You may be visiting Dayspring’s website and might be unfamiliar with the Reformed tradition that informs our faith. Being Reformed doesn’t mean that we are liberal or changing something. To understand, and appreciate what it means to be Reformed, it is best to go back to the source. You see, the group of churches that have been called Reformed have existed since the 16th Century, and they still go by this name throughout the world. They have been distinguished by a set of doctrinal standards that give a full orbed view of Scripture and the Christian life.
These documents give Reformed churches their distinct existence and identity. The first thing to understand is that, at the time of the Reformation (16th century), the Reformed were not starting something new but were recovering what was old. As an historic Christian Church we trace our heritage from the Old Testament, through the Apostles of Jesus Christ, through the ancient Church Fathers to these Protestant Reformers. They were called “Reformed,” because they sought to reform the Western Church according to Scripture. Man made, extra-biblical traditions like “seven sacraments” were pared back to the biblical practice of the Ancient Church. Other aspects of worship were also recovered, like congregational singing and delivering sermons and prayers in the language of the people. But it wasn’t all change; it was a recovery of all that is taught in the Old and New Testaments, which are the inspired Word of God. And so at the heart of Reformed churches are the Ancient Creeds, which express Scripture’s teaching concerning the Trinity and the Person of Christ: the Apostles’ Creed, the Nicene Creed, the Definition of Chalcedon, and the Athanasian Creed.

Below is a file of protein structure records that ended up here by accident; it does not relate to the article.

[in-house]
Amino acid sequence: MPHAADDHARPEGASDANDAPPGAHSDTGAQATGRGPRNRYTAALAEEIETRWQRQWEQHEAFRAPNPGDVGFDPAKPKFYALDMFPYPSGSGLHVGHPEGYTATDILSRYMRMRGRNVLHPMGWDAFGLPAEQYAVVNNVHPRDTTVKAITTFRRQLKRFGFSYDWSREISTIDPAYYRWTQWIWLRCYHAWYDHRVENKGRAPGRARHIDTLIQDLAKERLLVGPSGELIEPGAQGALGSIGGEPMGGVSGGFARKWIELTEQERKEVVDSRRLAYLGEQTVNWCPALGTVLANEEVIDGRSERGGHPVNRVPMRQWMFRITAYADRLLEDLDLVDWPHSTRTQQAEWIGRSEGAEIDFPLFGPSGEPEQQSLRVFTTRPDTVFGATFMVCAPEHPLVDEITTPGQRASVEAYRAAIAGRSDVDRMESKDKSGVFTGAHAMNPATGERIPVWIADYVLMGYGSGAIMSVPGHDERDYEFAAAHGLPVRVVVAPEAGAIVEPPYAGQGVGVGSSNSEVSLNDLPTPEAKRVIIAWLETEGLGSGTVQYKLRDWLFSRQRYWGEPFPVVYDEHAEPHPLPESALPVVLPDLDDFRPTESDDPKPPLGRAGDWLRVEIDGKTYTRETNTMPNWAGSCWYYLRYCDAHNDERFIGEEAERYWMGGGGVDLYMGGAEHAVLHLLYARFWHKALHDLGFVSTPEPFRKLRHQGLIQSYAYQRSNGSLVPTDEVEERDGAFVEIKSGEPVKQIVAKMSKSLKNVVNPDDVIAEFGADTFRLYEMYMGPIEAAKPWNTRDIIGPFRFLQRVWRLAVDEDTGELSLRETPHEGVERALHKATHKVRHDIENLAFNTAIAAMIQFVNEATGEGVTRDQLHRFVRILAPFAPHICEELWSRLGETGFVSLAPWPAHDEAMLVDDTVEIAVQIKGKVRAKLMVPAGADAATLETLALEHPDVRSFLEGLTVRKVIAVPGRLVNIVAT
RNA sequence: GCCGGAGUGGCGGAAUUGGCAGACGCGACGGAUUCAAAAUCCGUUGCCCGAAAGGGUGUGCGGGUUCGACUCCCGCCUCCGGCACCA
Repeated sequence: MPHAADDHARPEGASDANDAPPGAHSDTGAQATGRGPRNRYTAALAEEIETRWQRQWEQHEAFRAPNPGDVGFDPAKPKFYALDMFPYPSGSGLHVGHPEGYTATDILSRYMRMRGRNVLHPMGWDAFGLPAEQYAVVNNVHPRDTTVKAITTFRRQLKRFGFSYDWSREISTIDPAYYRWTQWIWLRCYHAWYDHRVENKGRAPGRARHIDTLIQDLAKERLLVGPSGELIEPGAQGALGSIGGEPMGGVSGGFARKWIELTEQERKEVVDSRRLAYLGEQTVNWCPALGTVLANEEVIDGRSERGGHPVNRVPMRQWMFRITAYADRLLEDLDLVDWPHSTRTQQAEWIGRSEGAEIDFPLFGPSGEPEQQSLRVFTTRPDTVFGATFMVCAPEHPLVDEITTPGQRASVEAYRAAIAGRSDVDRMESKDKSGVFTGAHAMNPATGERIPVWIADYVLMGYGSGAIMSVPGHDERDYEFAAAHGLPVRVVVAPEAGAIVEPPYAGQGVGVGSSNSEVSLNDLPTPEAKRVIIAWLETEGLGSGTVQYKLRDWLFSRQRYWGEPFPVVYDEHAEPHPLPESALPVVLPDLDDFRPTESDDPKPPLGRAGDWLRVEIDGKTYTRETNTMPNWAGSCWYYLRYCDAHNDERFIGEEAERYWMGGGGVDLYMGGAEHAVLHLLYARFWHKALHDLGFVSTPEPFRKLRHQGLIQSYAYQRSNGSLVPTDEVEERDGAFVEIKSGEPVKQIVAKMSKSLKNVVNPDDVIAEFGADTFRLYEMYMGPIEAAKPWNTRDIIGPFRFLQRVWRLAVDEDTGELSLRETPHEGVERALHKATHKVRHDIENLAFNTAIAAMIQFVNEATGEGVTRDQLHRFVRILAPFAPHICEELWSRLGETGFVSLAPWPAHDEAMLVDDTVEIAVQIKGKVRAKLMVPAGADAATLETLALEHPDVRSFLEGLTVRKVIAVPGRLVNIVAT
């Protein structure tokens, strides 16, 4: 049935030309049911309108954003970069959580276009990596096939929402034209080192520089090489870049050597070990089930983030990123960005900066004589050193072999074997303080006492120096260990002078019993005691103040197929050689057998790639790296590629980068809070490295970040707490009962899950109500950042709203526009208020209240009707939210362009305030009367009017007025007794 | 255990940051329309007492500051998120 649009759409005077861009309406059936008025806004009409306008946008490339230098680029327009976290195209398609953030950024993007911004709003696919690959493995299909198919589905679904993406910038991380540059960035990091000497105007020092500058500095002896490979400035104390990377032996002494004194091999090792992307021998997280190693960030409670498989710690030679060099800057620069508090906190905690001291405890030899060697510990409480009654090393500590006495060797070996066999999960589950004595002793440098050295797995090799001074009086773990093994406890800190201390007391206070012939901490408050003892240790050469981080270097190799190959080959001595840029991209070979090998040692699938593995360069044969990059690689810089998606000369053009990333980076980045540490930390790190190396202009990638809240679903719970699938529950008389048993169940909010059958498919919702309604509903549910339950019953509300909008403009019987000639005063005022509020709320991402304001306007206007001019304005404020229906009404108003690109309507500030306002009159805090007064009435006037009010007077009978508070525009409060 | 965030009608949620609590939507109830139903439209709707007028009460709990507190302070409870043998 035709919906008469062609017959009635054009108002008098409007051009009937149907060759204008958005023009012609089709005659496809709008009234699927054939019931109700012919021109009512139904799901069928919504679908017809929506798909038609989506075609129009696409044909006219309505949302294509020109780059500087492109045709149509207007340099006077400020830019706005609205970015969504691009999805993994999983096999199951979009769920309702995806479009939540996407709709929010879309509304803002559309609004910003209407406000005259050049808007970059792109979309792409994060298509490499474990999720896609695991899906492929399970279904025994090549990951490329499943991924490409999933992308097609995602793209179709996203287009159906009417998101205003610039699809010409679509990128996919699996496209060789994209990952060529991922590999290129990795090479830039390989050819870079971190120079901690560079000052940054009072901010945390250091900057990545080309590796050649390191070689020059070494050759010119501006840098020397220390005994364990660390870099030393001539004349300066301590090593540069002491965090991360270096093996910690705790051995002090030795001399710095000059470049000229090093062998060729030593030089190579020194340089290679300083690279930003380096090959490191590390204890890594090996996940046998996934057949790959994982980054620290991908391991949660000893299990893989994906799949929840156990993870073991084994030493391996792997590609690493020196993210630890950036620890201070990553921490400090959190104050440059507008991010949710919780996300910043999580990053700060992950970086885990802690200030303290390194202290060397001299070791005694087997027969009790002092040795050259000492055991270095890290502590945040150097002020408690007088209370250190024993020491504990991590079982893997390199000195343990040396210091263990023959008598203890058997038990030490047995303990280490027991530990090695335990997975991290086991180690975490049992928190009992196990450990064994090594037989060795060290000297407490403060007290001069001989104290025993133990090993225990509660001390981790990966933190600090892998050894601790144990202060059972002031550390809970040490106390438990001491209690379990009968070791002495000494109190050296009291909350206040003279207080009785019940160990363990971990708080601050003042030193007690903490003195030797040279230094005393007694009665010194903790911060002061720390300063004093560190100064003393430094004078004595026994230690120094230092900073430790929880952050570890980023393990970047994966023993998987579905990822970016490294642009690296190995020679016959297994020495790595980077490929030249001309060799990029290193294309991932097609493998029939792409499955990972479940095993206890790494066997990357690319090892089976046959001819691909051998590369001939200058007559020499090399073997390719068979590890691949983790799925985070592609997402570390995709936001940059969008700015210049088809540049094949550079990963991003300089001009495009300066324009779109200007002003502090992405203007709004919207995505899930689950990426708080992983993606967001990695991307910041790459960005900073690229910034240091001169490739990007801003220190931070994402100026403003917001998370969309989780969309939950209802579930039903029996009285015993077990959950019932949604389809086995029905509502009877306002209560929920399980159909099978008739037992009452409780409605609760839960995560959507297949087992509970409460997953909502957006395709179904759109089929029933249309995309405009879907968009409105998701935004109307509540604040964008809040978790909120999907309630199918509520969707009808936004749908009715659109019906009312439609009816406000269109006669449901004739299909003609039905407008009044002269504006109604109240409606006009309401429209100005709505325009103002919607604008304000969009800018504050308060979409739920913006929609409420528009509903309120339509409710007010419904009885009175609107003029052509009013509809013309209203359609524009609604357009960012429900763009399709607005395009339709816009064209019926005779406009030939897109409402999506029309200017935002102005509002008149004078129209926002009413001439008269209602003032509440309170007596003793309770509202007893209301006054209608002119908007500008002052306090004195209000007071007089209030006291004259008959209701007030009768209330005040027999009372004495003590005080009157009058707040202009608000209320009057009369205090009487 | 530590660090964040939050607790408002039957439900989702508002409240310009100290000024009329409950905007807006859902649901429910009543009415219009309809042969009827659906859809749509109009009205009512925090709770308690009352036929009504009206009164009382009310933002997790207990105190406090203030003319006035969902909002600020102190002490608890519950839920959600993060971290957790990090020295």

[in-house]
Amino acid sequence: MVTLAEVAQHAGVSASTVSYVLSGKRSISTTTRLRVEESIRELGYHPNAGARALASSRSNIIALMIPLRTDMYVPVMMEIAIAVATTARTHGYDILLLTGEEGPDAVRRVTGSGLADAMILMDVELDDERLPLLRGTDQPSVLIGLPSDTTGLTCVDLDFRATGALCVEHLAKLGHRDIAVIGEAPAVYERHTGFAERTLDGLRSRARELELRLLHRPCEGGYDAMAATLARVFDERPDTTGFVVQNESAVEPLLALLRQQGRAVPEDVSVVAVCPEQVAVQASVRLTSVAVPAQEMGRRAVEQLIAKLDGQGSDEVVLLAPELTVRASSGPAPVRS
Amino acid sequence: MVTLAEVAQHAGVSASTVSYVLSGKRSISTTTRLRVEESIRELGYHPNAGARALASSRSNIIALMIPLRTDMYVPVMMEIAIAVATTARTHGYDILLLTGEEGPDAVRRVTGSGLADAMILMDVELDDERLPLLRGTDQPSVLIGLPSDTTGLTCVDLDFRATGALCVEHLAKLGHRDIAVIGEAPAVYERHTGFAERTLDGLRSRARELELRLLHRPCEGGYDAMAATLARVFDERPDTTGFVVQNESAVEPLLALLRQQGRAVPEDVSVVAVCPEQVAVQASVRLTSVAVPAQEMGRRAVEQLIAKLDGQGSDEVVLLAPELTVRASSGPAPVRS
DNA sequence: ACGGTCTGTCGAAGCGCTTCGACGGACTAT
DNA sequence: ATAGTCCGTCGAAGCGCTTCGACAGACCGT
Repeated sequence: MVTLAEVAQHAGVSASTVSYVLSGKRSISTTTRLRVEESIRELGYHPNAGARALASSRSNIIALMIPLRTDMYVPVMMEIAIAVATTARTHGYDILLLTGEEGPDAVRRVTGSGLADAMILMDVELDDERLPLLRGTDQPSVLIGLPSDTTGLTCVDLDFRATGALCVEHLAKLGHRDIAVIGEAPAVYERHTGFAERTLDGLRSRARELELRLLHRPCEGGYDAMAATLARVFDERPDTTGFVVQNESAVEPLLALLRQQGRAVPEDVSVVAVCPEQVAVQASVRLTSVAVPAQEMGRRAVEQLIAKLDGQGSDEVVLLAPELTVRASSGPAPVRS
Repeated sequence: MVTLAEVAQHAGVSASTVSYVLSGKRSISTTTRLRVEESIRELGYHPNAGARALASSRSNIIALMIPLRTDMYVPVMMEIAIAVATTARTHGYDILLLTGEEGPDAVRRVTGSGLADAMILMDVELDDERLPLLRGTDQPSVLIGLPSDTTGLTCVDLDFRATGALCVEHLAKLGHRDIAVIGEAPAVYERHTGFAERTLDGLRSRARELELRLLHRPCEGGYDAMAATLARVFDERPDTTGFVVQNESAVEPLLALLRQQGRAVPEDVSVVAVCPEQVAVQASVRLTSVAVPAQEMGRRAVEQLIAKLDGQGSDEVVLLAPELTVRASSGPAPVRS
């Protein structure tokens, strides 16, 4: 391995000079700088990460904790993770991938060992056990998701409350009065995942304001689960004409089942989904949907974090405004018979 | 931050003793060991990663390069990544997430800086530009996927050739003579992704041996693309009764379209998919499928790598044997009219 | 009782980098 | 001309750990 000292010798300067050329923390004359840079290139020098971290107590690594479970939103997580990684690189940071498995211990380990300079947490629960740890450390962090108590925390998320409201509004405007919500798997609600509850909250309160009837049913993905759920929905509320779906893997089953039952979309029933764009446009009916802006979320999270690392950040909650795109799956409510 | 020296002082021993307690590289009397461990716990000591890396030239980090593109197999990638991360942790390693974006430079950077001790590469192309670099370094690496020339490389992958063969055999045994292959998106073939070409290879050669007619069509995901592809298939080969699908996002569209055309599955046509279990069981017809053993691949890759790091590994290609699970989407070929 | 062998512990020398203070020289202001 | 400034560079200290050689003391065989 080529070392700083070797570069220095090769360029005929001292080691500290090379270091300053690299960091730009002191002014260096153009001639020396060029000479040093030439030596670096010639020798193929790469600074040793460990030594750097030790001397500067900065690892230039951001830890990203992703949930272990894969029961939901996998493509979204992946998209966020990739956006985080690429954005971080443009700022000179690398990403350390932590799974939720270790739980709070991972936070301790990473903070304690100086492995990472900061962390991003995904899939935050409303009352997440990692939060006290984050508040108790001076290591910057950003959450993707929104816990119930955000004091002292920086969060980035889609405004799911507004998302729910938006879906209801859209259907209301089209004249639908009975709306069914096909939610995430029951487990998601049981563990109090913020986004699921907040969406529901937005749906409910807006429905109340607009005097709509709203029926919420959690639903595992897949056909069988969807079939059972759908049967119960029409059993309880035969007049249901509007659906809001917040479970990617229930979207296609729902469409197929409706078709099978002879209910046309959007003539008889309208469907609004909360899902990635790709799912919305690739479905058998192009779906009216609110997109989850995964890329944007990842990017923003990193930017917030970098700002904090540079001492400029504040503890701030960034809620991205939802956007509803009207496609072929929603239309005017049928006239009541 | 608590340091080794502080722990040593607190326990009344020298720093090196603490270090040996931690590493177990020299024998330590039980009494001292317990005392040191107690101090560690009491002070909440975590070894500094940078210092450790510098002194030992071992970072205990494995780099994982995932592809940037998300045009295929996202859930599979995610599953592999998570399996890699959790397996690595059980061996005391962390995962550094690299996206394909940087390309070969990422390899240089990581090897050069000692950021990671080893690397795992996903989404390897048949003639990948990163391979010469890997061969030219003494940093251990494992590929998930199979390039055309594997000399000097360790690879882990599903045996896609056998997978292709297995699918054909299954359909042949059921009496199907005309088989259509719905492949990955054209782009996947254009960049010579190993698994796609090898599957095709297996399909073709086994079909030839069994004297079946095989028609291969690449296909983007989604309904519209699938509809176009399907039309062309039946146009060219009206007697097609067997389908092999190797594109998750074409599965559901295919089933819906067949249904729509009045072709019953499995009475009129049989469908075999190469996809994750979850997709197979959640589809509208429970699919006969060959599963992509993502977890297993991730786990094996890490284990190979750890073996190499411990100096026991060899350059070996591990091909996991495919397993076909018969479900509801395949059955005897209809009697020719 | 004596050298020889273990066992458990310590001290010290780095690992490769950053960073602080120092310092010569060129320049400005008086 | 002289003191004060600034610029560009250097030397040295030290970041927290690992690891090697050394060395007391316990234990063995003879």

In the face of persecution and confusion, these churches received confessions and catechisms to educate their congregations and to demonstrate to their oppressors that they were simply following the teaching of Scripture. On mainland Europe, these documents were the Three Forms of Unity: The Belgic Confession (1561), the Heidelberg Catechism (1563), and the Canons of Dort (1618-19). In the United Kingdom, Reformed churches were called “Presbyterian” and confessed the Westminster Standards. By summarizing the teaching of Holy Scripture, the truths in these documents structure the worship of Dayspring Reformed Church and the lives of its members. By faith, we have received grace in the gospel, Christ has obeyed the law and borne its curse on our behalf. Therefore, we respond in gratitude, striving to worship and obey our risen King.